Parents who lost loved ones said there is help for those struggling with addiction this holiday season. NewsdayTV’S Cecilia Dowd reports. Credit: Kendall Rodriguez; File Footage; Photo Credit: Newsday / Howard Schnapp; Claudia Friszell; Carole Trottere

Suffolk County Legis. Kara Hahn joined treatment providers and grieving Long Island families who have lost loved ones to fatal overdoses to issue a holiday message Tuesday about the dangers of fentanyl and the potential for a surge in drug fatalities during the winter months. 

Hahn (D-Setauket) and other speakers at a news conference in Port Jefferson warned that many people turn to drugs and alcohol to manage the stresses of the season and the gloom of the winter months. Fentanyl, a cheap and deadly synthetic opioid responsible for most of the fatal overdoses on Long Island in recent years, makes the risks of drug abuse even greater. 

“Too many families already face empty chairs at their table,” Hahn said. “But there is always hope. Recovery is possible and that is what we are here today to talk about … We are here to remind people they do not have to face the struggles of the holidays and these winter months alone.”

Heartbroken mothers spoke about the enduring pain that comes with losing a child to drugs and urged parents to take steps to prevent their kids from being part of the opioid epidemic, which has claimed thousands of Long Island lives since the late 1990s.

“Our kids are being poisoned,” said Carole Trottere of Old Field, whose son Alex died from a fatal overdose in 2018. “Talk to your kids and educate them. Learn how to use Narcan (the nasal spray that reverses overdoses). Talk to them until you are blue in the face and they say you are a pain."

The isolation and depression caused by the COVID-19 pandemic has fueled an increase in overdose deaths across Long Island and nationwide, according to officials in Suffolk and Nassau, as well as the Drug Enforcement Administration. A record number of Americans — more than 107,000 — died from overdoses in 2021, according to DEA officials

Many of those deaths were caused by counterfeit Xanax, Adderall and other fake prescription pills laced with fentanyl. Six of 10 counterfeit pills analyzed by the DEA this year contained a lethal dose of the synthetic opioid, the agency said, up from 4 out of 10 analyzed in 2021.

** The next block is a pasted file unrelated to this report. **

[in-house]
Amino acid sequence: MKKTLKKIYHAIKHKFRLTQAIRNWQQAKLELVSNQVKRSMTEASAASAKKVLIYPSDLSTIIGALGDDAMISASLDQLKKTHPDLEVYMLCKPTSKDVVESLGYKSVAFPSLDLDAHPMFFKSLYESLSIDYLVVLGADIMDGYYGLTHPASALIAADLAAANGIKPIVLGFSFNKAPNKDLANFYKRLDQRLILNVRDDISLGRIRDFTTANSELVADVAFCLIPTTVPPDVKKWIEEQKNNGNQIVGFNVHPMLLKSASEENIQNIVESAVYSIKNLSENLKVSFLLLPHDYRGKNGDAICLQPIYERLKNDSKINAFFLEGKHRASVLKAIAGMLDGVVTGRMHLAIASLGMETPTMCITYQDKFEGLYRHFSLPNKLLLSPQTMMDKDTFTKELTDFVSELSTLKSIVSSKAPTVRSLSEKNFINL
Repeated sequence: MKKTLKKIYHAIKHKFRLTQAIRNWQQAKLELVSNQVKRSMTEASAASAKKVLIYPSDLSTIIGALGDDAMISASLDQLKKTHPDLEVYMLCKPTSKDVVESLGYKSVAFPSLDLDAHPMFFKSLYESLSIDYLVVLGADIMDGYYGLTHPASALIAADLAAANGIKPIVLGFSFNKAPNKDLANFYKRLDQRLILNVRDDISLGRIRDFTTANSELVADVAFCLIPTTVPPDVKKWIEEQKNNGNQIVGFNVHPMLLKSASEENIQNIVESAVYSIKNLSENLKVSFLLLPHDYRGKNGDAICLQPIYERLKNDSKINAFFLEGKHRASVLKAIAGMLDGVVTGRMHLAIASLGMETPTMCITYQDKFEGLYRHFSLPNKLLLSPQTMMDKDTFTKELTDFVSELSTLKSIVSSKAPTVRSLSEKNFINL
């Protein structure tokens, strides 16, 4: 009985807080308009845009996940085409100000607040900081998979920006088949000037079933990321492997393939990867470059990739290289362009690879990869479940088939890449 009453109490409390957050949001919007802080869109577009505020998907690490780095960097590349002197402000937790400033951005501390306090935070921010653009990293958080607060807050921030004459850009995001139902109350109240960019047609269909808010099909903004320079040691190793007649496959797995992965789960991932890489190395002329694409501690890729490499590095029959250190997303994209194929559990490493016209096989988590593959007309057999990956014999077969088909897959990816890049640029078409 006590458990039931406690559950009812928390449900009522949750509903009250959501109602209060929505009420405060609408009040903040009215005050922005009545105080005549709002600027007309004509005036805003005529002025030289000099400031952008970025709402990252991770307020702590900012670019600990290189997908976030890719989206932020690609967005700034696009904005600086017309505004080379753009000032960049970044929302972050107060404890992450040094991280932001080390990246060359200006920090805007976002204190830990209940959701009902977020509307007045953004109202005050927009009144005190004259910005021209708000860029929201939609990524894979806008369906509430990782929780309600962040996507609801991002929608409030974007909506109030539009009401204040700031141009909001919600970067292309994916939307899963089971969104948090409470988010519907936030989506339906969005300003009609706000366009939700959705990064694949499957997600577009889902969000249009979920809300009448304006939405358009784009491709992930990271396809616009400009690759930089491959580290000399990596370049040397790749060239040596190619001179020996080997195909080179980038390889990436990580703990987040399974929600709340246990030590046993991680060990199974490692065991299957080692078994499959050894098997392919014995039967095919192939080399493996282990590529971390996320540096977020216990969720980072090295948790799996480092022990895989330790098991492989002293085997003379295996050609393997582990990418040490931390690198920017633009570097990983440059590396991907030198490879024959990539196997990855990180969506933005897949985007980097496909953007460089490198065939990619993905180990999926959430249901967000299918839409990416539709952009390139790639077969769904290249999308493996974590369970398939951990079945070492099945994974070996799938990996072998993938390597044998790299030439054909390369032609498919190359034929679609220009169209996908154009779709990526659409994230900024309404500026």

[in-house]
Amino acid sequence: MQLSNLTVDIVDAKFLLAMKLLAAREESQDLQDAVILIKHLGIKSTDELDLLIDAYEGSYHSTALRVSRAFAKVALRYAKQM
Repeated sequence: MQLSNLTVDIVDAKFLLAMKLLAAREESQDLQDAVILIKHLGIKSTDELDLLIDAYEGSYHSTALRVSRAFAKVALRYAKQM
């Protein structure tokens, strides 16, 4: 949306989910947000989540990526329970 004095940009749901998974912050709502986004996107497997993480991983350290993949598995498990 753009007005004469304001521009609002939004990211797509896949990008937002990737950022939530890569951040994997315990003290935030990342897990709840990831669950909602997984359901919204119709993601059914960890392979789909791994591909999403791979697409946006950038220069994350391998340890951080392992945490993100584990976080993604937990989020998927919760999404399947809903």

Traffickers also cut heroin, cocaine, amphetamines and other street drugs with fentanyl, according to Steve Chassman, executive director of the Long Island Council on Alcohol and Drug Dependence.

“The drug supply is tainted with fentanyl,” Chassman said. “We are losing a record number of Long Islanders, New Yorkers and Americans.” 

Many young people don’t believe they are putting their lives at risk when they take a pill from a friend at a party or get drugs from somebody they don’t know, Trottere said. But taking drugs potentially laced with fentanyl is the equivalent of playing Russian roulette, she said.

“Death is permanent,” Trottere said. “I want to really drive this point home to all the young people. There is no do-over or restart button. You don’t get a second chance. It’s forever. And the pain and grief that is left behind with your family is permanent.” 

With Kendall Rodriguez and Cecilia Dowd

PLACES THAT HELP WITH SUBSTANCE ABUSE

  • Long Island Council on Alcoholism and Drug Dependence: Connects individuals struggling with substance abuse and their loved ones with counseling and treatment services. 24/7 hotline can be reached at 631-979-1700. licadd.org.
  • Family & Children’s Association: Provides treatment services and mental health counseling, along with peer support/recovery coaching to assist those who have survived overdoses. 516-746-0350, fcali.org.
  • DASH hotline and crisis care center: Operated by the Family Service League, DASH (Diagnostic Assessment and Stabilization Hub) provides 24-hour care to people seeking treatment for substance abuse and mental health disorders, as well as peer counseling and mobile crisis team. 631-952-3333.

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